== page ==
Making money from risk

. .

FOLLOWING on from last week’s column on understanding risk in your investments, we had several questions which I’ll cover.

Many readers believe their investments are automatically protected and managed to avoid risk, but this isn’t always true.

Let’s take a simple example of diversification of risk in your investments such as your ISA or pension. We know from previous columns that the return on the best pension versus the worst pension over a 10-year period was 10 times the latter. This occurs by selecting the best funds and stocks to achieve the best returns but also ensuring you are protected by shocks to the system.

Many funds cannot do that as they do not invest, nor do they have access to, the ability to properly diversify.

For years, investors believed that bonds and equities provided our correct exposure to risk and return with one performing in one type of market and the other providing ‘stabilisers’ if markets jolted the opposite direction. This is called negative correlation (ie where we buy ice cream shares and wellington boot shares – they are the opposite). However, as we all saw in 2020, everything was correlated, as it all nosedived.

Few would argue that the normal bond/equity spread (your pension manager puts 60 per cent in equities, and 40 per cent in bonds and they balance each other out) provides the best basis for growth in the current financial markets, but many aren’t even offered these options, because most managers do not have that expertise.

Hedging, or, protecting against risk, is when you buy the aforementioned ice cream shares alongside a welly boot company’s shares, to use a metaphor. In normal conditions they might both be fine, but if there is a heatwave or extended cold spell, while one will suffer, the alternative outperforms off Newton’s law of physics – for every action there is an equal and opposite reaction.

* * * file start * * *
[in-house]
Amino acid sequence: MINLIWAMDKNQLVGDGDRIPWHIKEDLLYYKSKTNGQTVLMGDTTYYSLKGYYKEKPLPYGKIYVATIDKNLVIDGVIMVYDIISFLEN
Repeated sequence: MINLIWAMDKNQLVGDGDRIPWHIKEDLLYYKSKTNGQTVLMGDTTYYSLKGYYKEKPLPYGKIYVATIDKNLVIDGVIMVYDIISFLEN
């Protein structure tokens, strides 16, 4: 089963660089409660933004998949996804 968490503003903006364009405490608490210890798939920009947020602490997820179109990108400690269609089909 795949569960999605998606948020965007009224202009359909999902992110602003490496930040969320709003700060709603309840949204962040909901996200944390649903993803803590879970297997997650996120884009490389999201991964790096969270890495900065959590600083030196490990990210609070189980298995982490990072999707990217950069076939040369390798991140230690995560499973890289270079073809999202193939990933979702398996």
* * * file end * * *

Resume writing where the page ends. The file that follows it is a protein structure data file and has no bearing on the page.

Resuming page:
And so, we need to look for alternative assets to the old style 60/40 split. As mentioned before in this column, we have held an asset that paid out every time we had large volatility in the markets. That is an example of alternative assets. In normal conditions, the investment pays nothing, but when markets are hit with high volatility, they pay a healthy return.

For example, in March 2020 when things just went a little nuts, in just one solitary day, the S&P 500 was down 1.68 per cent, Russell 2000 down 2.17 per cent, Wilshire 5000 down 1.78 per cent, but the hedge BH Macro was up 0.37 per cent. That’s in just one day of volatility. In a year or financial cycle these numbers make a huge difference. There are few managers with easy access to the above holding as a hedge, or ‘stabiliser’.

The same can easily be said of other alternative assets such as commodities, agricultural exposure, and precious metals, none of which are bonds or equities.

Two other key alternatives offer balance. The easiest to explain are ‘economic rents’ for items that provide security of capital, so funds that bought into prime student economy funds when markets went crazy and no-one was going to university during lockdown, would have bought an absolute bargain. Other obvious economic rents are alternatives like wind, solar and infrastructure.

Added to this as a balance, are strategies that hedge against risk and these can be taken with small elements of your overall portfolio by a fund manager that effectively throw out stabilisers to protect your investments in stormy seas.

Space prohibits their full explanation, but key hedging strategies like short term trading (not normally seen in mainstream investment portfolios), trend following, merger and statistical arbitrage, as well as global macro views, are vital in the new economic world we are currently moving through.

I’ve mentioned previously the ability for an investment trust to take the opportunities to gear (borrow) when other property funds are being forced to sell, thereby buying their property at fire sale prices, only to sell it back to them later at a premium.

Trust me on the expertise required in this arena and it is few and far between, let alone the colossal research required in the background.

If you have been seeing that your capital is just following the market up and down expensively, consider a review of who invests it.

Peter McGahan is chief executive of independent financial adviser Worldwide Financial Planning, which is authorised and regulated by the Financial Conduct Authority. For an investment review, call Darren McKeever on 028 6863 2692, email or visit